Smoking rates in people who have mental illness is 50% higher than the general population.
Evidence suggests there is a positive correlation between smoking and mental health conditions, but whether there is a causal link remains unclear.
Encouraging mental health patients to quit may not be so straightforward on both an individual and public health level.
Smoking is the leading cause of preventable premature death and morbidity, creating a large burden on an already struggling NHS. The incidence of smoking has declined steadily in the general population over the last few decades but has remained stubborn in those with mental illness. In the UK, one third of those with a mental illness smoke, according to the BMA. There is a need for evidence on the link between smoking and mental health as this will guide cessation programmes and hopefully improve quality of life for these patients.
On the one hand, smoking may influence mental health disorders: a systematic review of the literature shows that smoking enhances the progression of bipolar disorder. On the other hand, mental health problems may predispose someone to smoking. It is commonly believed that smoking is a form of self-medication: a cigarette may be used to allay stress. At Polygeia, we are exploring the positive correlation between smoking and mental illness with a systematic review: does smoking cause mental health problems or vice versa?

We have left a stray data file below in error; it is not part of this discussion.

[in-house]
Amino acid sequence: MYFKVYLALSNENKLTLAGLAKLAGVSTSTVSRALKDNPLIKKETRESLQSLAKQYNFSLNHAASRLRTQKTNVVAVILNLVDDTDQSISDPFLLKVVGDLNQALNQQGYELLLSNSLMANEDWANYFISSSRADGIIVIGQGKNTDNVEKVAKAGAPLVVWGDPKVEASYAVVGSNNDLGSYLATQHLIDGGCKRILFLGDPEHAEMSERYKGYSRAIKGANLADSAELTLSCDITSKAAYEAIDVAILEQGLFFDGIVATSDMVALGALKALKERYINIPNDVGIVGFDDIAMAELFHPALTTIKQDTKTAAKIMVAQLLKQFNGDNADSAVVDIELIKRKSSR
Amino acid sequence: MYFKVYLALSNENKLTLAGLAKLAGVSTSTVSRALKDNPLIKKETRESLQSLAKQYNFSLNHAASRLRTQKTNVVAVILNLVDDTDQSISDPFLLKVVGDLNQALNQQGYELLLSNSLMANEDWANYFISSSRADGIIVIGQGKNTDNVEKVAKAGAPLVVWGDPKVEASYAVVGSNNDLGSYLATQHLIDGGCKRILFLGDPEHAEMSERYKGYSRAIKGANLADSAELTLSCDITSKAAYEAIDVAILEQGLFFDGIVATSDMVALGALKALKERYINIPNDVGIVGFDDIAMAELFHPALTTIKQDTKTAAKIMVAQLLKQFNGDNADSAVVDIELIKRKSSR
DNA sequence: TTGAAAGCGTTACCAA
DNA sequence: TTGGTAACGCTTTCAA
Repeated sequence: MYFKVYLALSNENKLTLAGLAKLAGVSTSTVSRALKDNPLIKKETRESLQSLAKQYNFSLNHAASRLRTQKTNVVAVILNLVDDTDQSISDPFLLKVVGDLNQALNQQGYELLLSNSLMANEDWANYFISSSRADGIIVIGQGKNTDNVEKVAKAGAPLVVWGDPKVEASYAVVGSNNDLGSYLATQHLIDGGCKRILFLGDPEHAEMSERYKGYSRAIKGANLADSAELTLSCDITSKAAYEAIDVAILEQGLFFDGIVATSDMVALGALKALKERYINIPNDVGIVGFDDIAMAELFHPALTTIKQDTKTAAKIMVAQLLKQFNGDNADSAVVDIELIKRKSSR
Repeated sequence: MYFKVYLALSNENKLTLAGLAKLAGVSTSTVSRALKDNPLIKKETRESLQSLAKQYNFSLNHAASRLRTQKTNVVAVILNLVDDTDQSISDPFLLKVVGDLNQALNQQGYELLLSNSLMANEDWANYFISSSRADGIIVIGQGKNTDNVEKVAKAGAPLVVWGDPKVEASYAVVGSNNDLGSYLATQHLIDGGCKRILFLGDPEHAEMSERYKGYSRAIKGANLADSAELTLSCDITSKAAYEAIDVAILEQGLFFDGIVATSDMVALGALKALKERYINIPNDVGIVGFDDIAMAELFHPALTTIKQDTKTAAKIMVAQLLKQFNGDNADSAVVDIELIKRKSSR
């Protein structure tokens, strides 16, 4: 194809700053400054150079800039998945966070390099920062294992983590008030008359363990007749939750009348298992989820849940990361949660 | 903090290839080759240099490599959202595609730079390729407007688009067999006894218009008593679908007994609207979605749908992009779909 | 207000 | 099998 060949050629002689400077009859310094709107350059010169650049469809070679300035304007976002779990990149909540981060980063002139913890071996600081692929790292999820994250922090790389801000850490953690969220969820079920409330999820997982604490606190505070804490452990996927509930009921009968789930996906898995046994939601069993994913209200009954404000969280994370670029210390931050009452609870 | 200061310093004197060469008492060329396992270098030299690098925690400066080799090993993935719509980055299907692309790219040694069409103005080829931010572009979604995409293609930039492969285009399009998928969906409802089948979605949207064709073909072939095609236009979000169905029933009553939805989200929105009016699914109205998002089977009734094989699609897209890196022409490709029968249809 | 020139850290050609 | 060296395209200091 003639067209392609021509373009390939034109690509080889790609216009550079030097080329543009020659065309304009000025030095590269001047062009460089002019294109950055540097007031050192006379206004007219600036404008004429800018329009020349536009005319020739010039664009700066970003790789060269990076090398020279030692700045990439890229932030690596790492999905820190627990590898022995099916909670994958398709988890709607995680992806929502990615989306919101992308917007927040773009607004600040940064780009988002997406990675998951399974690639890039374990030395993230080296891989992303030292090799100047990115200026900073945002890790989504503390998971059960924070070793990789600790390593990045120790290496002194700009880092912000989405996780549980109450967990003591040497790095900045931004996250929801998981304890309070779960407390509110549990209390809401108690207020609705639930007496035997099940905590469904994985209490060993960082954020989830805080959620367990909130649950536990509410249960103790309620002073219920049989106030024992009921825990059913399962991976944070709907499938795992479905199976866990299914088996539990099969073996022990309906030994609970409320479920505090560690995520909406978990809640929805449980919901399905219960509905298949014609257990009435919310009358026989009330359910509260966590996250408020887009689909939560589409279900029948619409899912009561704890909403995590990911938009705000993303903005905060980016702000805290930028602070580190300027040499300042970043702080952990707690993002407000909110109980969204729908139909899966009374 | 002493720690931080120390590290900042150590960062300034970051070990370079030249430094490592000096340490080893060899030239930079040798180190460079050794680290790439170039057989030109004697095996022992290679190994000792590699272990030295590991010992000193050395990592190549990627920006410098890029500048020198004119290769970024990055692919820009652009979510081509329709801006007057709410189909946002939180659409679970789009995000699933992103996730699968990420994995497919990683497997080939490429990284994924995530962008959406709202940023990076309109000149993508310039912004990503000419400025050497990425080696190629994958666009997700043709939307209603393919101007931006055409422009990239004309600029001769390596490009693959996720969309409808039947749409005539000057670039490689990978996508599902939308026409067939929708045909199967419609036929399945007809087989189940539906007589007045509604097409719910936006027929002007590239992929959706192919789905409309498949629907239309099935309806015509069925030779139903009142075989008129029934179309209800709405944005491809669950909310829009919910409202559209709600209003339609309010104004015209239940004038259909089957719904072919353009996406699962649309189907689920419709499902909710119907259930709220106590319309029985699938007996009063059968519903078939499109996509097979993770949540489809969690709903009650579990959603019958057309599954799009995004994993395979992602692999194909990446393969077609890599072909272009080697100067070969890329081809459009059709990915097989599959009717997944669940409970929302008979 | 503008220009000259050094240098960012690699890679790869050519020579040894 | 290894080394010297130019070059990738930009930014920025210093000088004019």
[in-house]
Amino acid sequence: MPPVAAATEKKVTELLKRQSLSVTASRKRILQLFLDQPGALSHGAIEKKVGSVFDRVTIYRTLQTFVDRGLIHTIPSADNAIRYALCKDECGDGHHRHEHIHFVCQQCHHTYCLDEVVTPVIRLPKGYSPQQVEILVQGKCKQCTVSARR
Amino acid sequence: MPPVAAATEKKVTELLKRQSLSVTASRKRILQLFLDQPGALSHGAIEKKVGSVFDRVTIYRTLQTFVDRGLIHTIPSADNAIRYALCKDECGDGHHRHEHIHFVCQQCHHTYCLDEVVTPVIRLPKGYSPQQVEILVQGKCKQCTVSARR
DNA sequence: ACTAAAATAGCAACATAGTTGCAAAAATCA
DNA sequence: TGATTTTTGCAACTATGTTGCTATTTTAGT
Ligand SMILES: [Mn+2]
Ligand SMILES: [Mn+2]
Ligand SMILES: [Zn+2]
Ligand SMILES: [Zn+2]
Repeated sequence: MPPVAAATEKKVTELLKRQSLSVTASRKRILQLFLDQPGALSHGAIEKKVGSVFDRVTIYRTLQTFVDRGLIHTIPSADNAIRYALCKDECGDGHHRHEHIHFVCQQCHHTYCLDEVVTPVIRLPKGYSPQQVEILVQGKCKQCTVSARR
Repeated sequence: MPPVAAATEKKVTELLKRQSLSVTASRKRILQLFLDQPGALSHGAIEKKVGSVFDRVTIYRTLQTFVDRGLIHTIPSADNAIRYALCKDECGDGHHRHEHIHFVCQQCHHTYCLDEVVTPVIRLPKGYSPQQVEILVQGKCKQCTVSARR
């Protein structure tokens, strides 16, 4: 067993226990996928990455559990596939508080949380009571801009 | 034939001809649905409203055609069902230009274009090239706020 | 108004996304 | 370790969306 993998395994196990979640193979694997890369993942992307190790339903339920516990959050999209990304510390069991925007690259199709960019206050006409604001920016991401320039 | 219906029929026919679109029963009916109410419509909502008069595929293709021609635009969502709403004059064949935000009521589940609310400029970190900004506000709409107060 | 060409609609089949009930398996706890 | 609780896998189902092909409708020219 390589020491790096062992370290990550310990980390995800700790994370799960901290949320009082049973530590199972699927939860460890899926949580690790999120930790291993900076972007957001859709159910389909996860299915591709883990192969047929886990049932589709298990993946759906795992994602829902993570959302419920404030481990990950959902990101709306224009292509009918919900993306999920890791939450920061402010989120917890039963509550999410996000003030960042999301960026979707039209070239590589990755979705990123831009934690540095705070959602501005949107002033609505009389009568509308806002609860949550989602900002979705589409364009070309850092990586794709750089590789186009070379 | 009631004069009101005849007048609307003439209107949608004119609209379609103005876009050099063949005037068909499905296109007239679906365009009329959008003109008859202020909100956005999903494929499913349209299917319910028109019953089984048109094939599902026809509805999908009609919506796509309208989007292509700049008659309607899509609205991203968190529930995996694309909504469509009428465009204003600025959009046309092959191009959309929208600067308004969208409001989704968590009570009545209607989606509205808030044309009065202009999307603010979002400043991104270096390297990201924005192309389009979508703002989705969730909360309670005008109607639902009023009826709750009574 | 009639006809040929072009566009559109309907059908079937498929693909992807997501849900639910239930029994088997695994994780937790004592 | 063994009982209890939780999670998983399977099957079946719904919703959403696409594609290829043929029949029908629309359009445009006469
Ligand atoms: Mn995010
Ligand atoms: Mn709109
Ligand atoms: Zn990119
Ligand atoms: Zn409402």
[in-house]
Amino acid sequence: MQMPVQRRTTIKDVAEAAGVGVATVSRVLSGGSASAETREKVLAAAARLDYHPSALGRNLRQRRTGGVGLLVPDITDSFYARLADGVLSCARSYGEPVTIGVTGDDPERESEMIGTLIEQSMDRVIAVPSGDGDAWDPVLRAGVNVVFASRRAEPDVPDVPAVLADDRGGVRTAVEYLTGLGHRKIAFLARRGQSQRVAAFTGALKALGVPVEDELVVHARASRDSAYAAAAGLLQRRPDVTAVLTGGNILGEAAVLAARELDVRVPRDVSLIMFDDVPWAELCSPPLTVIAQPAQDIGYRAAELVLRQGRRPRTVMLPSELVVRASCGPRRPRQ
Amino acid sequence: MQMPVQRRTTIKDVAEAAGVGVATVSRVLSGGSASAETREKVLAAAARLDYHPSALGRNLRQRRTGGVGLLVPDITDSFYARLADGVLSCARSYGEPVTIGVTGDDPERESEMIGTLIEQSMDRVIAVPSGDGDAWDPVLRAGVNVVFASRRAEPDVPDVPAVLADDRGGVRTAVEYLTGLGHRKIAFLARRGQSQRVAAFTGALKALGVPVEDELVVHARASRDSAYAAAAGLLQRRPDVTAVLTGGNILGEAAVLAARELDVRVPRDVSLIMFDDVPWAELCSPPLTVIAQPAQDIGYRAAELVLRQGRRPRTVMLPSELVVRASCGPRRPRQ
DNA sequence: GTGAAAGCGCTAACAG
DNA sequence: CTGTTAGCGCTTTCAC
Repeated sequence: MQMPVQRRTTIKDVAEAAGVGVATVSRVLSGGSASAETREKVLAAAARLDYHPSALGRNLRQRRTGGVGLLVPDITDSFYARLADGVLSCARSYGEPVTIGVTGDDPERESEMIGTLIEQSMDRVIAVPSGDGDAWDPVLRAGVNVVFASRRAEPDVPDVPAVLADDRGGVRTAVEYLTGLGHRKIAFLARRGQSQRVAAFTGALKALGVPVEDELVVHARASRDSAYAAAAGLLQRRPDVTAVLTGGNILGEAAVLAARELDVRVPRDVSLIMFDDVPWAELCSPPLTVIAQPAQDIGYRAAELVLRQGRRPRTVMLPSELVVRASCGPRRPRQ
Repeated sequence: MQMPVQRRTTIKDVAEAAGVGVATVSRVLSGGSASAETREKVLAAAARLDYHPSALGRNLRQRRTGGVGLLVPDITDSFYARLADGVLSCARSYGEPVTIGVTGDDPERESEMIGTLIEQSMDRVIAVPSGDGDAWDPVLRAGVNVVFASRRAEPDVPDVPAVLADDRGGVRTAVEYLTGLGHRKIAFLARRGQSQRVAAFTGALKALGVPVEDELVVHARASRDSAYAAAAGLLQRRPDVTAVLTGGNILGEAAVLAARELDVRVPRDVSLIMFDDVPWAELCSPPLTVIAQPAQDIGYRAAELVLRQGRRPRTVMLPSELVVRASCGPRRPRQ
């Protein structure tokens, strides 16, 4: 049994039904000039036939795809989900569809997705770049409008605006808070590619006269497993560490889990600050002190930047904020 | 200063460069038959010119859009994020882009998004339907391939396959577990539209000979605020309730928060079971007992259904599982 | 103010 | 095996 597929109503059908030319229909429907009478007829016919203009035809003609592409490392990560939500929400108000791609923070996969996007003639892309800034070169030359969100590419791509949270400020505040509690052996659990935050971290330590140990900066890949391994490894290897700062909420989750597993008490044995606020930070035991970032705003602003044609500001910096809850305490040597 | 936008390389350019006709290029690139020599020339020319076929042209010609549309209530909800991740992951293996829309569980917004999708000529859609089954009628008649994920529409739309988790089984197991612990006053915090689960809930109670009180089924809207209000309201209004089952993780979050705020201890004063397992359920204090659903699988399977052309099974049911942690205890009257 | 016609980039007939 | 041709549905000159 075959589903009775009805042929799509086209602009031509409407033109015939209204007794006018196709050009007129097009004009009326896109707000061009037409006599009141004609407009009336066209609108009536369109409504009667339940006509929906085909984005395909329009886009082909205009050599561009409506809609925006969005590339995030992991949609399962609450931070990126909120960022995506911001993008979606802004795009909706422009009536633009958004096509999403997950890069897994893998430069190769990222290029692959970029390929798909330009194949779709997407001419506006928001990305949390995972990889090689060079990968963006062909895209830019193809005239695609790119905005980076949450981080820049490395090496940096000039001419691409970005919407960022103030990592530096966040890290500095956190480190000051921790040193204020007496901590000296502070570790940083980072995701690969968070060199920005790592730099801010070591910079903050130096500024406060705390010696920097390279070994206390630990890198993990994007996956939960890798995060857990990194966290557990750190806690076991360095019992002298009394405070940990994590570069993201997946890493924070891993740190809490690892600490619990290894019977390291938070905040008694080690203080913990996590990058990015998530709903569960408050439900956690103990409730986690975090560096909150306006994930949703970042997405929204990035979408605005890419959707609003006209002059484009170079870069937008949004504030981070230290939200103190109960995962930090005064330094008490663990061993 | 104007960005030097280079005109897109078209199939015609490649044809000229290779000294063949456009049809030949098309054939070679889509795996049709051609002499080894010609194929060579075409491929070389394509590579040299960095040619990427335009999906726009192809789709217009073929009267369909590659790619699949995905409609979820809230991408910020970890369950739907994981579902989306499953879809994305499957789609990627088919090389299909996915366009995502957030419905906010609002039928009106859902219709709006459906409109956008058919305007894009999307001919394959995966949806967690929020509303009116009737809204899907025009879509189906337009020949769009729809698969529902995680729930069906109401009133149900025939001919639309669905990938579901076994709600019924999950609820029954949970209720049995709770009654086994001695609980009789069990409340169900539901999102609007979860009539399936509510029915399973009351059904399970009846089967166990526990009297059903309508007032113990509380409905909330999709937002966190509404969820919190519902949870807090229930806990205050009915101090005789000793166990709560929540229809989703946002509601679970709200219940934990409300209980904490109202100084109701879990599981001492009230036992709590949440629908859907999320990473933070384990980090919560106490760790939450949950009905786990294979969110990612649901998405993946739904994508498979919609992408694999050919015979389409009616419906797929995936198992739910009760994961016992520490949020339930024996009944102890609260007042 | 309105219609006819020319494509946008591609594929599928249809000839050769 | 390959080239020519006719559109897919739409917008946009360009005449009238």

Smoking cessation will improve physical health in these patients thus is worthwhile, but knowing about the correlation could help guide cessation on an individual level. For example, if smoking improves mental health even in the short term, quitting will be more difficult and implementation plans will have to take this into account.
Although many psychiatrists think smoking cessation could adversely affect mental health conditions, the majority of studies suggest quitting could actually help. However, it seems implementation is currently lacking: the charity Action on Smoking and Health (ASH) asked smokers with mental health problems whether there had been any help provided to them to stop smoking and two thirds hadn’t been offered it. Many of those who had stated that help with quitting wasn’t effectively managed. Therefore, there is a need for evidence and, at Polygeia, we will explore whether smoking cessation adversely affects mental health.
Smoking cessation is a complicated issue for public health intervention. Some worry cessation could cause an increase in the incidence of physical violence towards mental health workers thus impede implementation of policy measures.
There have been several smoke-free trials in hospitals throughout the UK, including Aberystwyth, Pembrokeshire and the South London & Maudsley Trust. Overall, all three trails were successful in both smoking cessation rates and outcomes for patients. Furthermore, the trial in inpatient wards in the South London & Maudsley Trust showed the incidence of violence actually decreased by 39%, contrary to worries held by staff. Therefore, at Polygeia we are synthesising the aspects that worked well across these trials to create policy recommendations for replication elsewhere.
The physical health of mental health patients is sometimes overlooked. However, helping patients with smoking cessation could have holistic benefit for physical and mental health and help equalize life expectancies between these patients and the general population. Evidence is needed to guide cessation policies and our results will be available in Autumn 2018.
About the author
Fourth year medic interested in mental health and psychiatry. Likes orangutans and dislikes Trump.